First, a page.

Ball Park Music: Why we’ll keep playing the old songs

Ball Park Music has been busy writing and producing their upcoming album Every Night the Same Dream, as well as performing at Splendour in the Grass and planning their upcoming national tour. Lead vocalist Sam Cromack found time to speak to us about the new album, loving and hating old songs and the joy of touring in Australia again.

How was playing at Splendour? Any highlights from the festival?

It was awesome. It went much better then what I could’ve anticipated. The highlight was playing It’s Nice to Be Alive which is an old song of ours which I’ve become pretty sick of performing to be honest. When we were rehearsing during the week I started noodling through it by myself and the band and I thought that’s actually a bit more meaningful when I play it just by myself.

So we decided to do it that way and ended up getting an amazing response. I think it was the biggest singalong I have ever enjoyed and we got a nice write-up about it on Triple J. It just ended up being a good moment.

Did it feel like an unofficial kick-off to the upcoming tour?

Absolutely. It did make me excited for the tour. Obviously we will be playing new material, but it was kind of nice to have an old song, do something special for the fans.

The new album is called Every Night the Same Dream. Where did the name come from?

That’s a lyric from another song which we never recorded which is not on the album or anything. We just really liked it. We had another title which we thought would be the title for ages but then at the last minute we decided it was lame and pretentious, so we scrapped it.

I found an older lyric I had written down somewhere. It doesn’t really mean anything; it’s just a poetic sounding phrase. I don’t think there is necessarily always a great story behind a title – sometimes it just feels right.

The first single from the album is called Nihilist Party Anthem and has a teensy cynical tone to it. Has the band attained a nihilist streak at all?

Everybody keeps asking me about this song and it’s a weird thing when I start discussing stuff I’ve written. I just float along in this bubble, write stuff and don’t really think twice about it – and when it comes time to do press everyone starts asking me about it and I am forced to think about why I wrote things that way and what it means.

I basically wrote it to this Facebook page called Nihilist Memes. I was in New York at the end of last year, I was by myself one afternoon and I did feel a little bit depressed and I happened to stumble upon that page and I was just laughing my arse off. Some of it was so funny and grim. Even though on one hand I’m making out it’s not a big deal and it’s just a throwaway interest of mine I guess it has to appeal to my personality in some ways.

In the past we have put on a brave face and tried to have this sort of rock-star bravado, but we really don’t possess any of that. I think this time around we have just been upfront about our anxieties and our self-loathing because it’s there and it’s real. I guess it’s just seeped into the music.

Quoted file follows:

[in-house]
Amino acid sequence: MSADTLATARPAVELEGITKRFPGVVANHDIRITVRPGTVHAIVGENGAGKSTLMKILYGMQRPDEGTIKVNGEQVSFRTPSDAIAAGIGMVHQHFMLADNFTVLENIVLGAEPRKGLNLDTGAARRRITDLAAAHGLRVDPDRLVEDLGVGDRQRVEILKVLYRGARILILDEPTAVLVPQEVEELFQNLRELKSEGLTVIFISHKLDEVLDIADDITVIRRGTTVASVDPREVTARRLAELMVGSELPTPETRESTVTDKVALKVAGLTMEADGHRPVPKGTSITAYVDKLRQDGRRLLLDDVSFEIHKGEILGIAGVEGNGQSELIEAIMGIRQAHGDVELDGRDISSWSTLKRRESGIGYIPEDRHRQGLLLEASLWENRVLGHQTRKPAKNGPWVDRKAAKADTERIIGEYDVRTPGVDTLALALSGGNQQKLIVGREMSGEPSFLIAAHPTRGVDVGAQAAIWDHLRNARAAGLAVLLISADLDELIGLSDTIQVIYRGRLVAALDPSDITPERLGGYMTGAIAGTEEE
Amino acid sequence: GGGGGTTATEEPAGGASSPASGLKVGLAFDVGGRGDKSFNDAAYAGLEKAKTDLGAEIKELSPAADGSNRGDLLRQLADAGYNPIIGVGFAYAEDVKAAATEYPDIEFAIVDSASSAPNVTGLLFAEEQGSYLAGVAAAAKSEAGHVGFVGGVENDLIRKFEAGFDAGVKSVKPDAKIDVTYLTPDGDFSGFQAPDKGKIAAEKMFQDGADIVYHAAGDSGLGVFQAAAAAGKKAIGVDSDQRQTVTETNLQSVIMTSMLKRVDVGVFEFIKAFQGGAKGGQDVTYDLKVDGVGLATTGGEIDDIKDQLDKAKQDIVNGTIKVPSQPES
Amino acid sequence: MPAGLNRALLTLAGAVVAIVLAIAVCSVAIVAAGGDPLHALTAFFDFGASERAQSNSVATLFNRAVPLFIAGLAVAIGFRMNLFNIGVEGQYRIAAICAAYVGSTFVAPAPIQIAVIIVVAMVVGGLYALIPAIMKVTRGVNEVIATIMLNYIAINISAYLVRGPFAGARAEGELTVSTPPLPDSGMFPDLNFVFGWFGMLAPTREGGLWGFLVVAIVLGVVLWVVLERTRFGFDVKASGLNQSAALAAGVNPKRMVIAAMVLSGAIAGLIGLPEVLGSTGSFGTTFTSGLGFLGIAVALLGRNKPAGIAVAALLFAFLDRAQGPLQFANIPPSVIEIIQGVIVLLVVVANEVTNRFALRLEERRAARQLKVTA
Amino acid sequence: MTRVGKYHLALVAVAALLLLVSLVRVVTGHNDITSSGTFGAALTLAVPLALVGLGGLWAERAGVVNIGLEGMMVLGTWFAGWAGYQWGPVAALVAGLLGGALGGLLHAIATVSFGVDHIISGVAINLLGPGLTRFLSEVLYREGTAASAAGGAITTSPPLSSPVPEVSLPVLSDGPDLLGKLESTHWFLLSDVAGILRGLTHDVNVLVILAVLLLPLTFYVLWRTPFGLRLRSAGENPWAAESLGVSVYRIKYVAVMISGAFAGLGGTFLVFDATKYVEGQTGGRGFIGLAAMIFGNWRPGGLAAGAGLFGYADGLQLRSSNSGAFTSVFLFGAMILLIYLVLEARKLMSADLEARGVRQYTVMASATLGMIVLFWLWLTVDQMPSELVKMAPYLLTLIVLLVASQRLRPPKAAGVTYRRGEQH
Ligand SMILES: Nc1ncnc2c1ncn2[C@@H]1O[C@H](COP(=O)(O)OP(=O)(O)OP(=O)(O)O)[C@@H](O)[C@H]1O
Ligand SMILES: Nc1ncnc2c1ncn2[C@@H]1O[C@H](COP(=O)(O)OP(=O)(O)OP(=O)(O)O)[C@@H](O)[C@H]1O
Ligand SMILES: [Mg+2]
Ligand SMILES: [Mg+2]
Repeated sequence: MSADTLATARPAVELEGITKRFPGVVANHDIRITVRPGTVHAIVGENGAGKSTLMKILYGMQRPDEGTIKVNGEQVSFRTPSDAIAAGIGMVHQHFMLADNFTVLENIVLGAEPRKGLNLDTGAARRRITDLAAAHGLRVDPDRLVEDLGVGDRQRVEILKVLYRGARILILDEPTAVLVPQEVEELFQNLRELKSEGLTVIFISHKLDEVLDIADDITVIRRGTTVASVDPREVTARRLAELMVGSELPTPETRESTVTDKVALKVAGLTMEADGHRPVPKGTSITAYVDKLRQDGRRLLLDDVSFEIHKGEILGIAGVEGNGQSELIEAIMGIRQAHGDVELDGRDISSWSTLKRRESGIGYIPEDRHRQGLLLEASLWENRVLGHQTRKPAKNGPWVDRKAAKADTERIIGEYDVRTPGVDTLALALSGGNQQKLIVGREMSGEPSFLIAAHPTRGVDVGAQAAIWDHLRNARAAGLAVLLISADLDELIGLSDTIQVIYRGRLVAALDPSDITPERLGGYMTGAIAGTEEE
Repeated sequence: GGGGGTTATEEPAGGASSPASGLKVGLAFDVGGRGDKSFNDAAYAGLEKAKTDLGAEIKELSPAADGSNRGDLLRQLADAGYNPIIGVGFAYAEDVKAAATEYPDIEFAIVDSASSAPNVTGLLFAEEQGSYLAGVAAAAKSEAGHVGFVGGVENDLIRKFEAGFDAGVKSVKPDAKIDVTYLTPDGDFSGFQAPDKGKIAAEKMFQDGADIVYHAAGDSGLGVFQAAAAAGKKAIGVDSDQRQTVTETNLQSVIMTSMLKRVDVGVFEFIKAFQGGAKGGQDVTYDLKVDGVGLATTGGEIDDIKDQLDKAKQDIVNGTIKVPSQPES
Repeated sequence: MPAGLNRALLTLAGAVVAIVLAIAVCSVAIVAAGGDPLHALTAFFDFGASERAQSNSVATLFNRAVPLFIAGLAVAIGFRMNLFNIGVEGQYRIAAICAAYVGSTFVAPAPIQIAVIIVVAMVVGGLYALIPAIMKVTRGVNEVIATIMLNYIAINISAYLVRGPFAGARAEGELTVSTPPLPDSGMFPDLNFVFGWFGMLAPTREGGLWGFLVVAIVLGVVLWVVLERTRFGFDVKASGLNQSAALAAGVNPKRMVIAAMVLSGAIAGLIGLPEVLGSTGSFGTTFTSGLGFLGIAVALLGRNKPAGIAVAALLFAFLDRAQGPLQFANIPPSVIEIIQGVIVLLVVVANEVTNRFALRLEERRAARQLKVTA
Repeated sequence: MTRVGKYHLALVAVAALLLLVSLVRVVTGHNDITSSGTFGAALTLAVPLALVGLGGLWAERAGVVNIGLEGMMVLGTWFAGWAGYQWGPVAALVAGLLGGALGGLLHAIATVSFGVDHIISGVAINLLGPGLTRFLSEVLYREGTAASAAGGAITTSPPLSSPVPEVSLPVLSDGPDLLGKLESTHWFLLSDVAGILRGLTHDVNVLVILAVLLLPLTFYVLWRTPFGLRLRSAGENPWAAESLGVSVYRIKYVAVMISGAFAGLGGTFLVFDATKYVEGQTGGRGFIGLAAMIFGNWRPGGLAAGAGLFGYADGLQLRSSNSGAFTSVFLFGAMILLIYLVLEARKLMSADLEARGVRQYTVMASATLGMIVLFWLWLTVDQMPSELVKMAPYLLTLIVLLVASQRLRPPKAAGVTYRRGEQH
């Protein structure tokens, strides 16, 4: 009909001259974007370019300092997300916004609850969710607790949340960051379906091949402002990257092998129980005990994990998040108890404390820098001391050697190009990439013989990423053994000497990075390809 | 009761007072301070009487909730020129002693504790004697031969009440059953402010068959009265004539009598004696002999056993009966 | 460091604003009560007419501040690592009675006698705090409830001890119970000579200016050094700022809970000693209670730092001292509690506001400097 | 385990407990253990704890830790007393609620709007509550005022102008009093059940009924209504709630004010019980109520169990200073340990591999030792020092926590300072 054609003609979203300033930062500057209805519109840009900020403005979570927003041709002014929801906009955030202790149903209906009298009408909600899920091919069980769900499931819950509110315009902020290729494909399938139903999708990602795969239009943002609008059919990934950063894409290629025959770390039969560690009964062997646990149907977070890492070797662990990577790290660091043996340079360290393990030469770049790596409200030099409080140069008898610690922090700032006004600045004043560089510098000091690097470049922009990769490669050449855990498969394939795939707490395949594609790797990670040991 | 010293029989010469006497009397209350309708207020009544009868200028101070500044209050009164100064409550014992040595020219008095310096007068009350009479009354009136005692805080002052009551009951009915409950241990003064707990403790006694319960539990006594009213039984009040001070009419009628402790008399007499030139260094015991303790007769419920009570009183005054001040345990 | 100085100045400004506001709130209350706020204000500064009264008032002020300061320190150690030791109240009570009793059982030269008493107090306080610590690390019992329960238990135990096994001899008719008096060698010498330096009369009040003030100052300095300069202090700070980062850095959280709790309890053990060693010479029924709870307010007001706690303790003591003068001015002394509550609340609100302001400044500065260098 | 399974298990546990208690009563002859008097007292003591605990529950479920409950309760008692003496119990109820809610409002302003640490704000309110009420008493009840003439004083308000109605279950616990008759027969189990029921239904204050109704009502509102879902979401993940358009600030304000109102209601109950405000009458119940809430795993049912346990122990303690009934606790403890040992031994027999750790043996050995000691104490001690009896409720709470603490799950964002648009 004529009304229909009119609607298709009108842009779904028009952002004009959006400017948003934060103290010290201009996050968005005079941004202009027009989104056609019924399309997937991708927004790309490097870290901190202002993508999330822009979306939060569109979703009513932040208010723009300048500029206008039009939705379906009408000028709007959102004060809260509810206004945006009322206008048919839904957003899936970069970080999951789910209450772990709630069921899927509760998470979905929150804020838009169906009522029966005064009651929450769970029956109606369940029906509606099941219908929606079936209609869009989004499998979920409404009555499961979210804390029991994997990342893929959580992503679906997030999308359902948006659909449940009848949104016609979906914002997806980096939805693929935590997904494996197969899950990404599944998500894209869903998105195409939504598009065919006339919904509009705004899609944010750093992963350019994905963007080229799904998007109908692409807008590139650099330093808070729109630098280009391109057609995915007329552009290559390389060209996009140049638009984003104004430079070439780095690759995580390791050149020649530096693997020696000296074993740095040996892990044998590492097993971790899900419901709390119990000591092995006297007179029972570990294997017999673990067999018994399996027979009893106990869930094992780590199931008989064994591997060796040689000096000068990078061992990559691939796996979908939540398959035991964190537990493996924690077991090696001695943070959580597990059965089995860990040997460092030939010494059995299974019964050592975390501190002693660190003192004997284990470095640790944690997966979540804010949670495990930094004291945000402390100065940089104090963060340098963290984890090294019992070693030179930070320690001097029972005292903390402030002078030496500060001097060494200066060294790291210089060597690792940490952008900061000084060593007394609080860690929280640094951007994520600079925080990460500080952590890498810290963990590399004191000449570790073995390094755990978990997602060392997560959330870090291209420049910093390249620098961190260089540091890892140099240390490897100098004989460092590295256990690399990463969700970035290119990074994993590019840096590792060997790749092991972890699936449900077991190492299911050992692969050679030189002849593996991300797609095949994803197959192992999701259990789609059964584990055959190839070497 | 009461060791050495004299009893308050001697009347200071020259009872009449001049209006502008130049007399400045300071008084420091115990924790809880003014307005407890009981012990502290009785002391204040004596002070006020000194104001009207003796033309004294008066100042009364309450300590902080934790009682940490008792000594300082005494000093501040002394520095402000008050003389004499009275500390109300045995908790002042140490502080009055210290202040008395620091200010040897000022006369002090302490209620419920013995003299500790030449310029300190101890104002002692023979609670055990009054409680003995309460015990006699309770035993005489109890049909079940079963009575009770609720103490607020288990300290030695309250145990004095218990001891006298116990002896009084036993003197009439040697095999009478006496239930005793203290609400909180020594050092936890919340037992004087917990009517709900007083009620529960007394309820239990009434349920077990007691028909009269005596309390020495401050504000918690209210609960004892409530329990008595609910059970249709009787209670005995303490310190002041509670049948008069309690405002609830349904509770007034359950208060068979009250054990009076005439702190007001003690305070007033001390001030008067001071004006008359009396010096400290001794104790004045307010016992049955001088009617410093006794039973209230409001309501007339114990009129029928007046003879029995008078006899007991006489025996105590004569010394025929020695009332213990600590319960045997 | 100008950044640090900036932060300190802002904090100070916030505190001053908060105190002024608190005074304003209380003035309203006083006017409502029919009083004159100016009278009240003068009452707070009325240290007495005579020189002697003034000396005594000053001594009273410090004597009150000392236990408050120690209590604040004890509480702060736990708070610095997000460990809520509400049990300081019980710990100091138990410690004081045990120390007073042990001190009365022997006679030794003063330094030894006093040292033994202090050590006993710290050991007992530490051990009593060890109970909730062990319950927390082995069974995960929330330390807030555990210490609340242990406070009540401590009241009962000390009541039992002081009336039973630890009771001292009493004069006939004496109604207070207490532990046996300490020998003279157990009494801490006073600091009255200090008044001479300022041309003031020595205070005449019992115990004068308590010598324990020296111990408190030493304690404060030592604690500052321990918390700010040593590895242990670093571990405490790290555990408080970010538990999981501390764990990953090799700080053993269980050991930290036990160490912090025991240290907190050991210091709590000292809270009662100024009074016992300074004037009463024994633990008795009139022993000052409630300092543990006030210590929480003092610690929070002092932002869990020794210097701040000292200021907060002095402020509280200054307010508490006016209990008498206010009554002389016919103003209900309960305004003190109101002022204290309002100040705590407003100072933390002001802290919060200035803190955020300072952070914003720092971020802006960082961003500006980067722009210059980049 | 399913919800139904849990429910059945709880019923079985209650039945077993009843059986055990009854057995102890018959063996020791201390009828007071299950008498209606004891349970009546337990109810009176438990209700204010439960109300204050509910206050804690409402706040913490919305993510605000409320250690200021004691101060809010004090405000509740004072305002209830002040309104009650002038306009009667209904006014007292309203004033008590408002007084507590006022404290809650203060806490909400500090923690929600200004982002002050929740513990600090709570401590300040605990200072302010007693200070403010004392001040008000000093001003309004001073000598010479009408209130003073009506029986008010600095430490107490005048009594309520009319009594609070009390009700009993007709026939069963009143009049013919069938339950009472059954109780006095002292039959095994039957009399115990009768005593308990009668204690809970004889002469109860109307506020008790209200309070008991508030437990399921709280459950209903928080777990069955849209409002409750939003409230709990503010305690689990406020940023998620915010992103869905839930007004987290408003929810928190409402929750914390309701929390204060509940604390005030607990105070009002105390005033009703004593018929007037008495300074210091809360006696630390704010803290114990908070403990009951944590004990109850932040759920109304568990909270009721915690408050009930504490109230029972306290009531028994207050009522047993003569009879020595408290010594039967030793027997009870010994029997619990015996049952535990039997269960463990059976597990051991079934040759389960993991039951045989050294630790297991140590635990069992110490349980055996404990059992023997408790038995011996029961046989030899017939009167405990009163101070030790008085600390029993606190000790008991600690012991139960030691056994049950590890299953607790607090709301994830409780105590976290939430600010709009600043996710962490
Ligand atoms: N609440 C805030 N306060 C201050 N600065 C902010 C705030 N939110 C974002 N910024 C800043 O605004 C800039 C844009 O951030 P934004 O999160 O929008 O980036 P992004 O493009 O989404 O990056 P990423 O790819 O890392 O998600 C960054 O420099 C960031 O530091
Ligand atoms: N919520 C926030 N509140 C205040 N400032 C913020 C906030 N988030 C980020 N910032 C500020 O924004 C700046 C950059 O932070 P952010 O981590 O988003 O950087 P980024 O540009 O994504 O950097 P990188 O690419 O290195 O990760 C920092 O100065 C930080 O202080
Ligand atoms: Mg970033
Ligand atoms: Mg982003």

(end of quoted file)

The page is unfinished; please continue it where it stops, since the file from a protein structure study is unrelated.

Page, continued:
So do you want people when they listen to the single to get a nihilist feel or just appreciate nihilist memes?

Yes, a bit of both. I totally want people to get on the memes and enjoy them like I do. Look, I don’t know, I don’t care (laughs).

What can people expect differently from Every Night the Same Dream compared to previous albums?

We really changed the process of recording this album. The last couple of albums we recorded in a typical, modern fashion – constructing the song part by part; laying down the drums, laying down the bass guitars, thinking about the layers and finally putting the vocals on. This time we went to a studio which was completely analogue, we recorded everything at the same time live to a four track tape.

I think that’s resulted obviously in our most live sounding album. It’s our roughest, rockiest affair. I think it’s my favourite album.

So you wanted to capture the live aspects of your performances into the album.

Exactly – I think I finally just was able to look at the band and realise that’s our strength. We’ve played hundreds of shows together. Every night we go up on stage and all five of us perform and why would we not do that in the studio, feels like that’s the one thing we can do which no other band can imitate. The way the five of us human beings interact is an especially unique thing and that’s what we should celebrate, that’s what we should put on our record. 

After spending a lot of time producing and writing, what does the band miss most about touring?

We make money when we tour in Australia which is a nice thing. We have had a whole year of touring Europe and getting poor and writing. I am really excited just to be active in Australia. Playing in Australia is the best – it’s our home, it’s where our fans really are so I am pumped to get back on the road.

Will there be any homage to old tracks whilst on tour?

As we’ve grown we’ve gotten sick of some of our old songs. I think all bands do that. But we have never really put a bullet in them. There have been nights where we’ve said ‘fuck this song’ and not played it, but then afterwards said we should have played this song. We’re definitely the kind of band that’s included all the old favourites in the set.

Every Night the Same Dream will be released this Friday, August 19.

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